The aforementioned quote, the one I “borrowed” comes from Jim Yu, CEO and founder of BrightEdge, a global leader in Enterprise SEO. The full quote is ”Despite rapid and continuing growth, mobile remains a largely untapped opportunity for marketers.”
And I read it in a press release which announced the release of a report entitled Mobile Share Report, the first industry report to investigate the current state of mobile content engagement. BrightEdge tracked the business impact of mobile usage across 6,000 brands and analyzed more than 5 billion web pages to quantify how mobile performs against the traditional desktop in driving conversions.
Here’s some key findings:
- Mobile traffic grew ten times faster than desktop. From H1 2012 to H1 2013, mobile traffic grew 125% while desktop grew a mere 12%.
- Mobile conversions lag behind tablet and desktop. It’s an even playing field for tablet and desktop, as both have nearly the same conversion rate. Mobile converts at a significantly lower rate: 0.3x desktop and tablet.
- Video content drives conversions. Mass video consumption within the media and entertainment industry drives mobile conversions at a rate that exceeds desktop conversions: 1.6x. Other industries that convert relatively well on mobile include travel and hospitality at a rate of .7x desktop and eCommerce at a rate of .6x desktop.
In terms of which industries are leading the way, according to the report software/technology, financial services and real estate have experienced significant growth in mobile traffic when compared to desktop.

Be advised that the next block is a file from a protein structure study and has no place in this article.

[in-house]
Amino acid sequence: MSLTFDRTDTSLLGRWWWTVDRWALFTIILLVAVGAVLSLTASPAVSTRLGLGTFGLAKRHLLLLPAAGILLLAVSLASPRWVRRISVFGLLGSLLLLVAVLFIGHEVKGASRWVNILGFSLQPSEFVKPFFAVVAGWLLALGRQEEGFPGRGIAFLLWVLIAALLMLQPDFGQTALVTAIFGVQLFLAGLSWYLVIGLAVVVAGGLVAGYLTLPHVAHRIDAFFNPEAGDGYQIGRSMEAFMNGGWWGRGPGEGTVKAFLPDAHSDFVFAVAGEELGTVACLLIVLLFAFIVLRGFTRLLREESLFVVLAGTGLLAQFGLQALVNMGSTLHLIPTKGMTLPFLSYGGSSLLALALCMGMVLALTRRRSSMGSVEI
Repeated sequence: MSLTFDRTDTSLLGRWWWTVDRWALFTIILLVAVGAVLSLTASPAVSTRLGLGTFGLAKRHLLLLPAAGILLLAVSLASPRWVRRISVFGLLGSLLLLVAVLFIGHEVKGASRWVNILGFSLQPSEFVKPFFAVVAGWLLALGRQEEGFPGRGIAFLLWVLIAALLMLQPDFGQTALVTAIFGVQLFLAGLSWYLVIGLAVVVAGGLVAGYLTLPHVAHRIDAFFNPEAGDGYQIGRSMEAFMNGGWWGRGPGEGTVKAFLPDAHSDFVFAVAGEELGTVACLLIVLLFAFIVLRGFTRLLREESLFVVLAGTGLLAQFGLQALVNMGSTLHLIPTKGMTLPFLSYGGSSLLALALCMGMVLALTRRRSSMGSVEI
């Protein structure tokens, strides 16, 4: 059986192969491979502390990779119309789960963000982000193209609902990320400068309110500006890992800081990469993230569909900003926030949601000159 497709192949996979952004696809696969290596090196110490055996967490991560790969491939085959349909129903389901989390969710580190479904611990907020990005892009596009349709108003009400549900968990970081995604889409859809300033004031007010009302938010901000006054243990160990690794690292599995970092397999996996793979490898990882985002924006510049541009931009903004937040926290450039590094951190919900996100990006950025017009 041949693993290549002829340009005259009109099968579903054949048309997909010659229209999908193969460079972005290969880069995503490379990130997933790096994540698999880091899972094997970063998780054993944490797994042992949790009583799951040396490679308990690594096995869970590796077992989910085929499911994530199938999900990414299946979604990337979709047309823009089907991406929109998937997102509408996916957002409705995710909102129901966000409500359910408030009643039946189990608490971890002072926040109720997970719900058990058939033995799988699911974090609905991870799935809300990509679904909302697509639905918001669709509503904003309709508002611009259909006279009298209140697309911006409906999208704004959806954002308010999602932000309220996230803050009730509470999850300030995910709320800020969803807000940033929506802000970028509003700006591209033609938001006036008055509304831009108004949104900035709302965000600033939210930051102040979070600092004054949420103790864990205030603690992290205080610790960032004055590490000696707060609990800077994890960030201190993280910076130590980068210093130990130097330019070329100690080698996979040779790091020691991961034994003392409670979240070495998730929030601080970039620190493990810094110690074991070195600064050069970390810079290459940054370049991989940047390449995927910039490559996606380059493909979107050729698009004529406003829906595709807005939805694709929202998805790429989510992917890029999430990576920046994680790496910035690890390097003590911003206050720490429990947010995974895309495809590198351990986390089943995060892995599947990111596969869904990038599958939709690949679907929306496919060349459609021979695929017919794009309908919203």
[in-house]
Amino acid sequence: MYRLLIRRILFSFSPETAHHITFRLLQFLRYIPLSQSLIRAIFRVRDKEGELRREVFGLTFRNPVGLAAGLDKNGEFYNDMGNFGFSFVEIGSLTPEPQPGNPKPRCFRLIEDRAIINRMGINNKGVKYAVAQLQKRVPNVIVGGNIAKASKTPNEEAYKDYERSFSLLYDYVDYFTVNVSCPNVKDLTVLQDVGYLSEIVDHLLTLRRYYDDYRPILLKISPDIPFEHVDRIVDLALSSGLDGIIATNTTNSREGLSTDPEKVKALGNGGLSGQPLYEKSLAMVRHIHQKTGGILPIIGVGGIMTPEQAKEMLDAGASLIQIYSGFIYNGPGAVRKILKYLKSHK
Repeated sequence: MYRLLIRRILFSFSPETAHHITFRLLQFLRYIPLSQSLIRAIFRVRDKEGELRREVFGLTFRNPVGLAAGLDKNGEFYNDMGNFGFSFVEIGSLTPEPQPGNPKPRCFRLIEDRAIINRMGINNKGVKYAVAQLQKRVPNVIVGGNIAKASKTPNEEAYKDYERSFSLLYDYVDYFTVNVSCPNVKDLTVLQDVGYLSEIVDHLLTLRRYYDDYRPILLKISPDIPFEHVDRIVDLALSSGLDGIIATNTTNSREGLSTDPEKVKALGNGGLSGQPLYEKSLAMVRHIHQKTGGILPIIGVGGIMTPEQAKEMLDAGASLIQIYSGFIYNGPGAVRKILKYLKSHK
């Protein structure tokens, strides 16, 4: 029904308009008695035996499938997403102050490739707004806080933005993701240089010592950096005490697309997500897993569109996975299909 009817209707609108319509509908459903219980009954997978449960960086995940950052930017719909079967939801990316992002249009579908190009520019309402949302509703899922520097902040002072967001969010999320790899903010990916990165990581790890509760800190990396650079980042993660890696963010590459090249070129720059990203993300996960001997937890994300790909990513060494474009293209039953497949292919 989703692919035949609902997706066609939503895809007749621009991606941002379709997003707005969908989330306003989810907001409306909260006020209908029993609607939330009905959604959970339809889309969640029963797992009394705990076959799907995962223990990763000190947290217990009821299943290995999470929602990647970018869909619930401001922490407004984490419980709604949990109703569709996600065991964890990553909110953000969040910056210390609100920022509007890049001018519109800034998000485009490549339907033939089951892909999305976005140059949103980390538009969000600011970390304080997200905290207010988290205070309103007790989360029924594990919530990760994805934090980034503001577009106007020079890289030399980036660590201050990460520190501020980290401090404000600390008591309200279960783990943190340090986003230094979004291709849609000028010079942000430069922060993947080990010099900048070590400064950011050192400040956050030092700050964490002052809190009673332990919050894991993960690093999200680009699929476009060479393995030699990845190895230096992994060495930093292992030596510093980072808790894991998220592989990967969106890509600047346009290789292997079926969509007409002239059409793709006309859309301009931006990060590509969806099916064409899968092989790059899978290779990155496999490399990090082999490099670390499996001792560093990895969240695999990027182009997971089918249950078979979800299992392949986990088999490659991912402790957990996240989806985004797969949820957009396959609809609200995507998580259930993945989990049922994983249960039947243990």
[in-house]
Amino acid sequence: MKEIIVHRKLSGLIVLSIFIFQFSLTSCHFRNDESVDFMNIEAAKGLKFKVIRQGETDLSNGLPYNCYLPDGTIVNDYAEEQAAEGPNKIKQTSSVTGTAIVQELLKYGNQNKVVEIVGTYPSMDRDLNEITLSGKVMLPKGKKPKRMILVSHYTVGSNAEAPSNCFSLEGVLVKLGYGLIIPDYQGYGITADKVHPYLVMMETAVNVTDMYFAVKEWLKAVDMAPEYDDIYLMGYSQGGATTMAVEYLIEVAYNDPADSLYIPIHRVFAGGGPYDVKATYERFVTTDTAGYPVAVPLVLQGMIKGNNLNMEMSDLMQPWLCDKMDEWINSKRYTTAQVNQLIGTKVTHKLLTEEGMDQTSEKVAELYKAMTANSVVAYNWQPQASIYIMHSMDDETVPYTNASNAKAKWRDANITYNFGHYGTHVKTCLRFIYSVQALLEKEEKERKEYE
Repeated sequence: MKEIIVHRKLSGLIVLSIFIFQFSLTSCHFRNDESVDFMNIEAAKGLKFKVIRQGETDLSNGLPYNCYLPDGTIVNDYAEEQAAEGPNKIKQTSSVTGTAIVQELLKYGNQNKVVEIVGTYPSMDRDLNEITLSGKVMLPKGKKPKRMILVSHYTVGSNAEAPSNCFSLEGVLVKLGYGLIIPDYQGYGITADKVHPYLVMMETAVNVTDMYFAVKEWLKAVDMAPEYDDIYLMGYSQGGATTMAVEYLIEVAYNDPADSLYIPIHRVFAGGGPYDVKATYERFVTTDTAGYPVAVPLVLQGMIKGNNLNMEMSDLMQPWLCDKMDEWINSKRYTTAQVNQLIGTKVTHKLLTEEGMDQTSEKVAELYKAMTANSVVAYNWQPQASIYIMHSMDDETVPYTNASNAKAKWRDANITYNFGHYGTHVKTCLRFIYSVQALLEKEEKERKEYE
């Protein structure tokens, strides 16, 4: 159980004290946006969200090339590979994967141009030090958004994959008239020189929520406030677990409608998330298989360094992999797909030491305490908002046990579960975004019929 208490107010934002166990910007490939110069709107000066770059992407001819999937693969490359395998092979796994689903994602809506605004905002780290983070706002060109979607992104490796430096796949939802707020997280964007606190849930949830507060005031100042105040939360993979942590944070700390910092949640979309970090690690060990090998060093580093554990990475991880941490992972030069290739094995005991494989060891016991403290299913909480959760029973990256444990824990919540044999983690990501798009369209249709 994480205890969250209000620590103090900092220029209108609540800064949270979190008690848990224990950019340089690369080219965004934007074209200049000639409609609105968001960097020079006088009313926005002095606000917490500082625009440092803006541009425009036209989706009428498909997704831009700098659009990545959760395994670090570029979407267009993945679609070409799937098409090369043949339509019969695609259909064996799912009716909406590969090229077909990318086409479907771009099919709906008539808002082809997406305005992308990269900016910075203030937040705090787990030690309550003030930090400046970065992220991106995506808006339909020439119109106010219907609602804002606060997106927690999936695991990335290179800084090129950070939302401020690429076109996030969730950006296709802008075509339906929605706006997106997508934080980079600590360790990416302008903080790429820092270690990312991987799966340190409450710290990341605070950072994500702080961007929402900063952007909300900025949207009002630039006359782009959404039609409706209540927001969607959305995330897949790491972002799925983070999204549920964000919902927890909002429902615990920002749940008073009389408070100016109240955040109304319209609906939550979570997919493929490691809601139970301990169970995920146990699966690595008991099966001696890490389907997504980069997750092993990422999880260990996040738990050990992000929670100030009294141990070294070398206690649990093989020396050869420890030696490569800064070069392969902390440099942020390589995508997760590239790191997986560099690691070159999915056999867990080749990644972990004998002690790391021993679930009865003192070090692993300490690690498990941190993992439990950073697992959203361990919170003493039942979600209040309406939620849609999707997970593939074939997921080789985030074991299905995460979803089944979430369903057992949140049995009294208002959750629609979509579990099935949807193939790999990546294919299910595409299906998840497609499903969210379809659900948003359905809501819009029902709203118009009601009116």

But Wait, There’s More
After reading the press release I was interested in learning more and me being me – the person who watched entirely too many detective shows growing up, wanted to dig deeper.
So I put on my Columbo raincoat and had a conversation with Brad Mattick, VP Marketing & Products at BrightEdge.
Steve Olenski: In the report you mention that “Marketers need to do a better job at addressing the user experience on smartphones.” Can you provide some specific things marketers can be doing?
Brad Mattick: Today mobile accounts for one out of every three internet usage minutes. This offers a massive opportunity for marketers who learn how to optimize customer mobile experiences to drive conversions. To push mobile from its current high traffic/ low conversion rates, marketers need to invest in a holistic approach. By adopting new methods of measuring activities across all channels — including search, social and mobile — brands can deliver a seamless experience.
It’s also essential that marketers leverage big data insights to understand the impact of their activities and eliminate the “spinning wheel syndrome” many brands experience with mobile marketing. Another huge component of mobile success is creating easily digestible, engaging content, like images and video. We have found that the brands that leverage these tactics are ahead of the curve in overcoming the conversion challenge.